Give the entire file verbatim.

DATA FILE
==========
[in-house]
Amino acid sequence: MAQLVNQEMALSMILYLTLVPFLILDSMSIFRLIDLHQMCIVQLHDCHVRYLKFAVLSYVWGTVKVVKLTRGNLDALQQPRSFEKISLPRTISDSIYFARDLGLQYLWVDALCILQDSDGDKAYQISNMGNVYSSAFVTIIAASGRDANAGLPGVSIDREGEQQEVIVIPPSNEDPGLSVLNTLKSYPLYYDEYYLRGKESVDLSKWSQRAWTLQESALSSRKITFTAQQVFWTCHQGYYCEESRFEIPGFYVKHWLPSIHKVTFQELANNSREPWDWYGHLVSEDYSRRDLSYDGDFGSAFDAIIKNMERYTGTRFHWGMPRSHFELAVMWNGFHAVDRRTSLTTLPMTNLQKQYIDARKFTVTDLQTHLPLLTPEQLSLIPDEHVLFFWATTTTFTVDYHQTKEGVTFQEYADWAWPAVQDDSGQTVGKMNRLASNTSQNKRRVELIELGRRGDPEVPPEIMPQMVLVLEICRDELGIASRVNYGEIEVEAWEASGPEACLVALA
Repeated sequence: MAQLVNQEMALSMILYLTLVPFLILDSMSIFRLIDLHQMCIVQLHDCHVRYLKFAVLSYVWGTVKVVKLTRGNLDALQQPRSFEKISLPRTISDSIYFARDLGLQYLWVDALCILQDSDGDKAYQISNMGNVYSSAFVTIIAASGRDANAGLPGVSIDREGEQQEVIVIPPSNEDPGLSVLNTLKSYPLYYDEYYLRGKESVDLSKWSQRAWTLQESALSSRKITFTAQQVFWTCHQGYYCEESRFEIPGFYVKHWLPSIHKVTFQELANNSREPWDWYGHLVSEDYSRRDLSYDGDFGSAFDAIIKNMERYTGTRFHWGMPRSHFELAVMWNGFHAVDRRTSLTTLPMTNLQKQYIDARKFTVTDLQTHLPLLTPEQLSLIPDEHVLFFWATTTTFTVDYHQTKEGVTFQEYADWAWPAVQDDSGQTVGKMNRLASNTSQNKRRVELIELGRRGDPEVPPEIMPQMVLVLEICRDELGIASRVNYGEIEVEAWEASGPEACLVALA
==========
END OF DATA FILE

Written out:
[in-house]
Amino acid sequence: MAQLVNQEMALSMILYLTLVPFLILDSMSIFRLIDLHQMCIVQLHDCHVRYLKFAVLSYVWGTVKVVKLTRGNLDALQQPRSFEKISLPRTISDSIYFARDLGLQYLWVDALCILQDSDGDKAYQISNMGNVYSSAFVTIIAASGRDANAGLPGVSIDREGEQQEVIVIPPSNEDPGLSVLNTLKSYPLYYDEYYLRGKESVDLSKWSQRAWTLQESALSSRKITFTAQQVFWTCHQGYYCEESRFEIPGFYVKHWLPSIHKVTFQELANNSREPWDWYGHLVSEDYSRRDLSYDGDFGSAFDAIIKNMERYTGTRFHWGMPRSHFELAVMWNGFHAVDRRTSLTTLPMTNLQKQYIDARKFTVTDLQTHLPLLTPEQLSLIPDEHVLFFWATTTTFTVDYHQTKEGVTFQEYADWAWPAVQDDSGQTVGKMNRLASNTSQNKRRVELIELGRRGDPEVPPEIMPQMVLVLEICRDELGIASRVNYGEIEVEAWEASGPEACLVALA
Repeated sequence: MAQLVNQEMALSMILYLTLVPFLILDSMSIFRLIDLHQMCIVQLHDCHVRYLKFAVLSYVWGTVKVVKLTRGNLDALQQPRSFEKISLPRTISDSIYFARDLGLQYLWVDALCILQDSDGDKAYQISNMGNVYSSAFVTIIAASGRDANAGLPGVSIDREGEQQEVIVIPPSNEDPGLSVLNTLKSYPLYYDEYYLRGKESVDLSKWSQRAWTLQESALSSRKITFTAQQVFWTCHQGYYCEESRFEIPGFYVKHWLPSIHKVTFQELANNSREPWDWYGHLVSEDYSRRDLSYDGDFGSAFDAIIKNMERYTGTRFHWGMPRSHFELAVMWNGFHAVDRRTSLTTLPMTNLQKQYIDARKFTVTDLQTHLPLLTPEQLSLIPDEHVLFFWATTTTFTVDYHQTKEGVTFQEYADWAWPAVQDDSGQTVGKMNRLASNTSQNKRRVELIELGRRGDPEVPPEIMPQMVLVLEICRDELGIASRVNYGEIEVEAWEASGPEACLVALA